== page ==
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Late-year flurry could boost the sukuk market

Clothing, Shorts, City Unsplash/Carlos Torres
Differing interpretations means UAE Islamic banks are unable to invest in certain sukuk from Saudi Arabia or Malaysia (pictured) – but the market is still growing
  • Market may rally says Fitch
  • Diversification fuels issuance
  • Down 25% from 2022

Sukuk issuance fell in the first nine months of 2023 – but this year’s total could yet equal that of 2022, Fitch Ratings’ Islamic finance chief told AGBI

Gulf governments and corporations are issuing sharia-compliant bonds to diversify their funding and ease their reliance on bank borrowing.

Sukuk were developed as an alternative to conventional bonds which are not considered permissible by many Muslims as they pay interest, and also may finance businesses involved in activities not allowed under Sharia law. 

From January to September, $154.6 billion of sukuk was issued, down 24.7 percent on the same period a year ago, according to the ratings agency.

Yet a late-year burst of activity may see 2023 matching 2022’s total issuance of $261.9 billion of sukuk, said Bashar Al-Natoor, global head of Islamic finance at Fitch Ratings.

“The pipeline and issuance of sukuk remains resilient despite emerging market and geopolitical volatility and higher interest rates,” said Al-Natoor.

Total outstanding sukuk was $823.4 billion as of September 30, up 9.8 percent year-on-year. Of this, 28 percent is from Saudi Arabia, 6 percent from the UAE and 3 percent from Turkey, Fitch data shows.

Various factors support sukuk issuance, said Al-Natoor. These include oil exporters’ determination to diversify their funding sources.

“In previous eras, high oil revenues would have meant that many GCC sovereigns would not issue debt because they didn’t need to borrow, but that’s changing,” said Al-Natoor, highlighting recent local currency sukuk issuances by Saudi Arabia and the UAE.

Oil producers with budget surpluses have been issuing sukuk as part of efforts to develop local capital markets.

“Saudi Arabia’s giga-projects won’t just be funded directly by the government or through banks, and part of that could come from debt capital markets, including sukuk,” said Al-Natoor.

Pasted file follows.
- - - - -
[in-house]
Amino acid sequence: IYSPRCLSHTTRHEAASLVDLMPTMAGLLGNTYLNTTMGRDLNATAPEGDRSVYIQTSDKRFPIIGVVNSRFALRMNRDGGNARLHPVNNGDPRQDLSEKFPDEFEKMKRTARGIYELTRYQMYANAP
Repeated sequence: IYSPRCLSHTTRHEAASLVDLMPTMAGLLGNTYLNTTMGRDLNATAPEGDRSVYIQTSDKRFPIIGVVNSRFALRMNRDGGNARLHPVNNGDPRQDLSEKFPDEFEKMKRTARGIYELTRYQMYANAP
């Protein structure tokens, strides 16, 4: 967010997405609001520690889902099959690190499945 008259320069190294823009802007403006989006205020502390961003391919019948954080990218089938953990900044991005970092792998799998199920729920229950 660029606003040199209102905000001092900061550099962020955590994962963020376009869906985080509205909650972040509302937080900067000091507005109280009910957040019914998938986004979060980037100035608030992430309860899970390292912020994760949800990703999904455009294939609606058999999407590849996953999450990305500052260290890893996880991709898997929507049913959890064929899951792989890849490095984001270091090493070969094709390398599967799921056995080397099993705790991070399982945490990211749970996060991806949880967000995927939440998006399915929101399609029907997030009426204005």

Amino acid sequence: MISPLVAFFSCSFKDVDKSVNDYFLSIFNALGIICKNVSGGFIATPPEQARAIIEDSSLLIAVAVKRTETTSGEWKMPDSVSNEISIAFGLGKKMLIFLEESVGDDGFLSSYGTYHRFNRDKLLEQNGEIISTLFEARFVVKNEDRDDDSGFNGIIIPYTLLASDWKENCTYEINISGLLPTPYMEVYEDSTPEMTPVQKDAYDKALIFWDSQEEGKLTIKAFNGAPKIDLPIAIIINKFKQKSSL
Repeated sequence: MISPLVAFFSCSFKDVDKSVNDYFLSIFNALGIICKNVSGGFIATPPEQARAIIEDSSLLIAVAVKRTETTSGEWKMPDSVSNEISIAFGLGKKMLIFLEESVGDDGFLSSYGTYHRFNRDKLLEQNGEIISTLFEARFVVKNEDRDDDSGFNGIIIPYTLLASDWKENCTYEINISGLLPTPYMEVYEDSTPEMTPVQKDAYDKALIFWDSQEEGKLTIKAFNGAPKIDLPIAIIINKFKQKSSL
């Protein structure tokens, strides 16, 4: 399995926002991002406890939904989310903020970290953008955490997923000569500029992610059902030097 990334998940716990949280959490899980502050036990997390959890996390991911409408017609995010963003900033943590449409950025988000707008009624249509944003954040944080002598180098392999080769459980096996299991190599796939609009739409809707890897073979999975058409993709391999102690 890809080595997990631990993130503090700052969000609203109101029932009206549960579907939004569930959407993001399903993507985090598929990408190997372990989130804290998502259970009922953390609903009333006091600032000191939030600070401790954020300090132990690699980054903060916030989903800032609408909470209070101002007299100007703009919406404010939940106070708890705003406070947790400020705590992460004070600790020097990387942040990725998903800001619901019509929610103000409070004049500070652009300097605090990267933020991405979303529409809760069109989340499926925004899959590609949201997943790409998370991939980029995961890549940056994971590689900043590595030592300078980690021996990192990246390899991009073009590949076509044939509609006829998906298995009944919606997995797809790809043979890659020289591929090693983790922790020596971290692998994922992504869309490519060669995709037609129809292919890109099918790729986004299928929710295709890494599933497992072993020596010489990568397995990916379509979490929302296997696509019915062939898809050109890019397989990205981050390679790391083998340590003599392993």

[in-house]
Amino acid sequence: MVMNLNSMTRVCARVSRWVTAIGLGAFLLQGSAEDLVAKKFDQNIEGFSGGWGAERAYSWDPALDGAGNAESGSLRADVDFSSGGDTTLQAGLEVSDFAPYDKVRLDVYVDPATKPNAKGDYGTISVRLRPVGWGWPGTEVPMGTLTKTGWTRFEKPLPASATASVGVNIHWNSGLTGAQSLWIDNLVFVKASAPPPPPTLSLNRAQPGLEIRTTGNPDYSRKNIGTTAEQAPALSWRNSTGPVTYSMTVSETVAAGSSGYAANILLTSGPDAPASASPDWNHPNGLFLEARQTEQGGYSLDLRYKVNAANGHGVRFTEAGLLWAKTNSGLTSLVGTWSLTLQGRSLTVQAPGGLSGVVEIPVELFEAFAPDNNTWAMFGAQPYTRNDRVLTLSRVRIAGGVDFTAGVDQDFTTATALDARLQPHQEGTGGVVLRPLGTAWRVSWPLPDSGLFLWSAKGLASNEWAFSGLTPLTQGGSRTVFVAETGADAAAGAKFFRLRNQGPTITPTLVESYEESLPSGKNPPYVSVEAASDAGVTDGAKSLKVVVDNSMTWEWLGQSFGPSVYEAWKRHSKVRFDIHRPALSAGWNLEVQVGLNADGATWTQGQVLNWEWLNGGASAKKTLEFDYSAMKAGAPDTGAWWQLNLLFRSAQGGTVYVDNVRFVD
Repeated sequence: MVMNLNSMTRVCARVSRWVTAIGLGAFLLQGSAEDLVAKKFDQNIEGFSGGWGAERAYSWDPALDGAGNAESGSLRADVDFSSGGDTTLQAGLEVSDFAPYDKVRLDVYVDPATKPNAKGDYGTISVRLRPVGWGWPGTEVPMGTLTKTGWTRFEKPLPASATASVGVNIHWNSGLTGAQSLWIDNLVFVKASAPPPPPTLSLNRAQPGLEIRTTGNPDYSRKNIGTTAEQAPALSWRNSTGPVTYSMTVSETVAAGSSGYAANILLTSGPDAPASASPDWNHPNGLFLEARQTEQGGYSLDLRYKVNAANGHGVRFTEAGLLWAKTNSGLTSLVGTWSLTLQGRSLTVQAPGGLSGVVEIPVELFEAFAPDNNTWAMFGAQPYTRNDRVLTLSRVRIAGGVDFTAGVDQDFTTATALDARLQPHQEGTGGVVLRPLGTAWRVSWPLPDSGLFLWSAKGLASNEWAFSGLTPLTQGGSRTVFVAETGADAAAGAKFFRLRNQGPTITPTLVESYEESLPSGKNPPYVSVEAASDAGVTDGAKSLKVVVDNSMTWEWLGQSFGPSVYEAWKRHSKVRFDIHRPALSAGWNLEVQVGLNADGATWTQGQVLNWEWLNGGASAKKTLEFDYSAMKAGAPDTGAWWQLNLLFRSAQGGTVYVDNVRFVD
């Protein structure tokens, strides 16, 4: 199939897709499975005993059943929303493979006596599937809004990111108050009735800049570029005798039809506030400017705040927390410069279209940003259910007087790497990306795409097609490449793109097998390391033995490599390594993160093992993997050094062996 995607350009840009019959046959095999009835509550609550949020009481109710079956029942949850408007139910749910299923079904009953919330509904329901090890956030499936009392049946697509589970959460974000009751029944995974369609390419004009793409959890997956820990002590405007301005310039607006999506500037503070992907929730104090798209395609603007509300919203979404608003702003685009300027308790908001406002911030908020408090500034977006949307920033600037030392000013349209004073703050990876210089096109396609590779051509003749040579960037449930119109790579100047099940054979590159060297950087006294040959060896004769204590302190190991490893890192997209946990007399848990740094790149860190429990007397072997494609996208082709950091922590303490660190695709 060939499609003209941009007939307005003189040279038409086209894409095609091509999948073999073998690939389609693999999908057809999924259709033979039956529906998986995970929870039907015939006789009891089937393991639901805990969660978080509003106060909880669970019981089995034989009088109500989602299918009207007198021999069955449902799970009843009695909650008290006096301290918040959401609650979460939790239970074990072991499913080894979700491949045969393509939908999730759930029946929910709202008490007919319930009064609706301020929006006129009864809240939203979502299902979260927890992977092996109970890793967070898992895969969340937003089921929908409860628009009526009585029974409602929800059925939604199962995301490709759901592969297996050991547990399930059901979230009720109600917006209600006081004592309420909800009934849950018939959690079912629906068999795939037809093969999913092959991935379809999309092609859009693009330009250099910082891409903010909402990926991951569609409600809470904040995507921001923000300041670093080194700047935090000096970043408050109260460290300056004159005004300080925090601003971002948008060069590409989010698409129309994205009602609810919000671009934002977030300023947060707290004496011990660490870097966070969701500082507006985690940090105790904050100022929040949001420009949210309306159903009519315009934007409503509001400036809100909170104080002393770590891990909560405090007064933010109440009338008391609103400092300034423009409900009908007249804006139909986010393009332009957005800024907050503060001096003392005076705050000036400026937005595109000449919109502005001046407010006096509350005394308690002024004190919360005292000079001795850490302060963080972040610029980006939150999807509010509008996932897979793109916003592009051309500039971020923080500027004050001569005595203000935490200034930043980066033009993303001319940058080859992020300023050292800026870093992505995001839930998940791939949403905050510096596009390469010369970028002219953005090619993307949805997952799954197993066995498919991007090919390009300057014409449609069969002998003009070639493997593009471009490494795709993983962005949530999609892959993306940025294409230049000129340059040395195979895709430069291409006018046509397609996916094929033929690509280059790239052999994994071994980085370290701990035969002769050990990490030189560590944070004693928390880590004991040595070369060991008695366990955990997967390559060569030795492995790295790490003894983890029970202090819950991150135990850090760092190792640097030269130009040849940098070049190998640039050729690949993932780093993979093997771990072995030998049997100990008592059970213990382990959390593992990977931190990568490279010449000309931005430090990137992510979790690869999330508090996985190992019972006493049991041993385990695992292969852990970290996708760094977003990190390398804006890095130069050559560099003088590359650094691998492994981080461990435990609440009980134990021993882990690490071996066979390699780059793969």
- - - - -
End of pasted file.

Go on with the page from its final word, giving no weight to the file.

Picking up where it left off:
Saudi Arabian banks’ liquidity has tightened over the past two years as lending demand outstripped deposit growth. Historically, Saudi banks have relied on funding from customers’ deposits.

“That will persist, but Saudi banks will also seek to reduce this reliance by diversifying their funding through issuing more sukuk,” said Al-Natoor.

Gulf corporations, which historically were reliant on banks’ borrowings, could also increasingly issue sukuk, he predicted.

Muslim-majority countries with budget deficits including Kuwait, Bahrain and Turkey may seek to meet this shortfall in part through selling sukuk, Fitch wrote in an October report.

One size does not fit all

Yet differing interpretations of sharia compliance limits sukuk “acceptability and investment options”, Fitch warns, noting UAE Islamic banks were unable to invest in certain sukuk from Saudi Arabia, Malaysia and elsewhere due to these failing to meet guidelines from the UAE central bank and Bahrain’s Accounting and Auditing Organization for Islamic Financial Institutions (AAOIFI).

The UAE central bank launched the Higher Shari’ah Authority in 2018, with the aim of harmonising Islamic finance rules. The authority largely follows AAOIFI’s sharia standards.

“A lack of standardisation hasn’t stopped the sukuk market growing,” said Al-Natoor. “Yes, it does cause extra time, complexity, and cost, but the strong Islamic investor base, specifically Islamic banks, which is a significant part of the GCC banking sector, brings sizeable liquidity to the sukuk industry.”

Islamic investors primarily deploy a buy-and-hold sukuk strategy due to insufficient supply, Fitch wrote.

“The shallowness of the secondary market isn’t due to a lack of potential buyers,” said Al-Natoor. “As more supply arrives, the secondary market will grow, and the buy-and-hold strategy of many investors could diminish.

“It’s also related to the development of the Gulf’s debt capital markets more generally. As we get a wider spectrum of issuers, and investors, Islamic banks might become more willing to buy and sell rather than just buy-and-hold.”

Potential sukuk issuers outside the UAE are increasingly seeking assurance that the terms meet UAE regulations so that UAE Islamic financial institutions can invest, said Al-Natoor.

Separately, retail investors have little scope to invest directly in sukuk, with the minimum dollar tranche typically in five or six figures.

Although sukuk are sharia-compliant and so do not pay interest, but a profit rate, the Islamic instruments price in relation to benchmark interest rates.

The higher-for-longer interest rate era, with the US Federal Reserve unlikely to cut rates substantially until at least 2025, has impacted demand for emerging market debt; previously near-zero interest rates had pushed developed market investors to invest further afield to earn higher yields.

The same dynamics have also affected sukuk, although to a lesser extent, added Al-Natoor, because dedicated Islamic investors tend to be from emerging markets themselves and so need to invest in sukuk. There is a scant alternative in developed markets.

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